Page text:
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Summit offers Indiana teachers valuable early literacy strategies, research

November 24, 2015

The early development of reading skills is crucial and the brought elementary school teachers to Indiana State University for Duke Energy's first Power of Reading Summit.

Melody Birmingham-Byrd, president of Duke Energy Indiana, said the Duke Energy Foundation was proud to be able to give back to Indiana communities by helping to fund an event that provides educators with the tools to make reading a reality for Hoosier students.

"You provide the reading foundation for our kids, and we want you to be more fully equipped to do what you do - teach children to read," Birmingham-Bryd told the educators.

Made possible through a $44,000 grant from the Duke Energy Foundation and co-hosted by Indiana State and the Indiana Department of Education, the summit involved 91 school systems, 341 kindergarten through second-grade teachers and administrators and 139 schools in 69 of the 72 counties in Duke Energy's Indiana service area.

The day's speakers included:

• Christie Cavanaugh, a 30-plus year veteran educator with experience in early childhood, special education in elementary school and higher education.

• Louisa Moats, who has served as a teacher, psychologist, researcher, graduate school faculty member and author of scientific journals, books and policy papers on reading, spelling, language and teacher preparation who has taught students with reading and learning difficulties.

• Susan Neuman, a specialist in early literacy development who has served as the U.S. assistant secretary for elementary and secondary education.

• Timothy Shanahan, keynote speaker and a distinguished professor emeritus at the University of Illinois at Chicago where he is founding director of the Center for Literacy.

"I don't claim that instruction has to be the same for everyone, but the things that students need to learn to become readers are pretty much the same," Shanahan said. "Whether a student is taught to read or they learn to do it on their own, they have to have knowledge of the alphabet, hear the sounds and match sounds to letters."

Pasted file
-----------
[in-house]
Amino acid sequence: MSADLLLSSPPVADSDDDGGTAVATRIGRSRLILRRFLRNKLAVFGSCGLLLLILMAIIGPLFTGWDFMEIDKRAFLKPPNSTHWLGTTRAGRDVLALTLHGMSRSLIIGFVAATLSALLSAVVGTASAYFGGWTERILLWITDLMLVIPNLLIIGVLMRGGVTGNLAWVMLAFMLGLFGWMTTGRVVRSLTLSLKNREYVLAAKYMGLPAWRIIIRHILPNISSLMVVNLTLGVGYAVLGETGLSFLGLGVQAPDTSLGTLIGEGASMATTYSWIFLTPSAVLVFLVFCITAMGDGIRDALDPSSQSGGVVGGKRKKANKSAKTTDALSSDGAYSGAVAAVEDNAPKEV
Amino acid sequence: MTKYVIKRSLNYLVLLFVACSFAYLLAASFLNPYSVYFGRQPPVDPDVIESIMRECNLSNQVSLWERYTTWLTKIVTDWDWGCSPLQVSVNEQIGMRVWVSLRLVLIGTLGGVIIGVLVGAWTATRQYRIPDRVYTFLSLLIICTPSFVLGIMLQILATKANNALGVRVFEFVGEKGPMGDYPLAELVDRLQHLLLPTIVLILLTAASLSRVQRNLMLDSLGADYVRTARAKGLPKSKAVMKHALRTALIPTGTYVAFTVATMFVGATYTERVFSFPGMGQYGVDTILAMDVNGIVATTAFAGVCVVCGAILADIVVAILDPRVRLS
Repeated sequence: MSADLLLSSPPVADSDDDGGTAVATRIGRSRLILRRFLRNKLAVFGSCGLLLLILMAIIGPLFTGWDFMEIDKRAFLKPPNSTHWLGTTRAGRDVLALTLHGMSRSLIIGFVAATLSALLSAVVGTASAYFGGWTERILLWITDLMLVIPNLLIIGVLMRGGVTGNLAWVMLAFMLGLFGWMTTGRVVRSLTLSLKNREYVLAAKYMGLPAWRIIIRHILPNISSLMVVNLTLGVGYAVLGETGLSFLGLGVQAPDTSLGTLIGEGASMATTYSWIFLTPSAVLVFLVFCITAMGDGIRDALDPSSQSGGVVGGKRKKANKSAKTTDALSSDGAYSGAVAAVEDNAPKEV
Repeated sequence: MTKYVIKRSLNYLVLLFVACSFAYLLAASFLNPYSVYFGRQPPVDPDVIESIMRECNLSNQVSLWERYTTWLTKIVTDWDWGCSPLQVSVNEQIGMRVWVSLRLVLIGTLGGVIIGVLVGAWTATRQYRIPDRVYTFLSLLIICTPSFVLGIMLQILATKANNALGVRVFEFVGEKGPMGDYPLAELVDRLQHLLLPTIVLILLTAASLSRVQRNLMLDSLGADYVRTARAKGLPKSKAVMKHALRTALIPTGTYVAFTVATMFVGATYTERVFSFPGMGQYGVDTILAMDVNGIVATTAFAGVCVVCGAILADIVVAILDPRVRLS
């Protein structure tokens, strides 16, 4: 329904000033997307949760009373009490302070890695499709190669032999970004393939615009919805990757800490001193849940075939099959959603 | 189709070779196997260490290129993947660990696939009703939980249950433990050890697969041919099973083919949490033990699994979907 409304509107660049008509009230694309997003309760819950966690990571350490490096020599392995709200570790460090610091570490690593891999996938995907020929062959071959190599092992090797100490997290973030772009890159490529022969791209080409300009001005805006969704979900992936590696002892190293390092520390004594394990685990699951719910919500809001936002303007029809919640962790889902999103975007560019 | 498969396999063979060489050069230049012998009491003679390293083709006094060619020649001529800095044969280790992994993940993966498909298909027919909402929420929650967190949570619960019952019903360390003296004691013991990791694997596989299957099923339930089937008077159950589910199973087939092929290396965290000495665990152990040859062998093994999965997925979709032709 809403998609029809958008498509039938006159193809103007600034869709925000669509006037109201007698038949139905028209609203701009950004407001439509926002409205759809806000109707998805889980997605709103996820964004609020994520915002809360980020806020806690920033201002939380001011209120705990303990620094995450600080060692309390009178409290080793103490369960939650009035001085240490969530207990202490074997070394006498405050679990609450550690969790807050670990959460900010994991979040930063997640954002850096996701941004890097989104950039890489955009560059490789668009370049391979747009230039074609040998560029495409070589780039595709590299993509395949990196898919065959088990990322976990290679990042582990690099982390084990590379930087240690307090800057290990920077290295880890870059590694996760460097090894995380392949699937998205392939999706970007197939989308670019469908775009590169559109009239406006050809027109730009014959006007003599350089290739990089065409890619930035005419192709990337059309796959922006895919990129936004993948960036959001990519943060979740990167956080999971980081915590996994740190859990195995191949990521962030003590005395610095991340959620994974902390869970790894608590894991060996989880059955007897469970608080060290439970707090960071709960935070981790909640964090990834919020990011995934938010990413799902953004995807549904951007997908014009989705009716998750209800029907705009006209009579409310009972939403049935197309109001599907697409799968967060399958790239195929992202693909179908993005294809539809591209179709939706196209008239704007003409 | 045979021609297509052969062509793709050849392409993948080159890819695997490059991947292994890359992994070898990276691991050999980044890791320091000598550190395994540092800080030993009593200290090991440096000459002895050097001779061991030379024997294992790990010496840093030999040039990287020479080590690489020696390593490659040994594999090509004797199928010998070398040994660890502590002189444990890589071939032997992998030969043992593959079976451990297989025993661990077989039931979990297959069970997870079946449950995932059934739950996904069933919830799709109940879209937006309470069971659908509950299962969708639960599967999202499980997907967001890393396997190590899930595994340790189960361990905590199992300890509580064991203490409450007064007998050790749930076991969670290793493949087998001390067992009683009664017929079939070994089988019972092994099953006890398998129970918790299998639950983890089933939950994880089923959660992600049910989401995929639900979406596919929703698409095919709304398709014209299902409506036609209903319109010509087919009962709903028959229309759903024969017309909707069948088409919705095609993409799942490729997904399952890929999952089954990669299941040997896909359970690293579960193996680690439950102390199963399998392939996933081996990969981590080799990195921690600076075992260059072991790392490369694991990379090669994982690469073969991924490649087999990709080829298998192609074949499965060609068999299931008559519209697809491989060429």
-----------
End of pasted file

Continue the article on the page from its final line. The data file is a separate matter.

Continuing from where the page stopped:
A child's reading problems develop early, so early elementary teachers play an important role in turning the tide by stressing foundation skills such as spelling and language comprehension, said Moats, who also stressed the need for daily reading and teacher-led instruction that tells children what to practice.

"There's no way to be a good reader without language comprehension and word recognition skills, and there is a window of time to do this in the early school years," she said. "Reading gaps widen as a child gets older. Because the gaps are narrower in the beginning, second-grade and earlier is the best chance to help kids who are on a lower projection. The good news is I would have just stayed home in Idaho if reading failure couldn't be turned around, though it takes a long-term effort."

That is good news for Mavery Bridgewater, a Title I teacher for Clay Community Schools with 16 years of experience. She came to the summit seeking new strategies to teach reading.

"I am always looking to get more information on the development process for young learners, so I can improve what I do for them in the classroom and help them to get a better grasp of the content," she said.

Cavanaugh said targeted small group instruction is an important part of effective teaching and can provide teachers with data on whether or not students are on track with the content.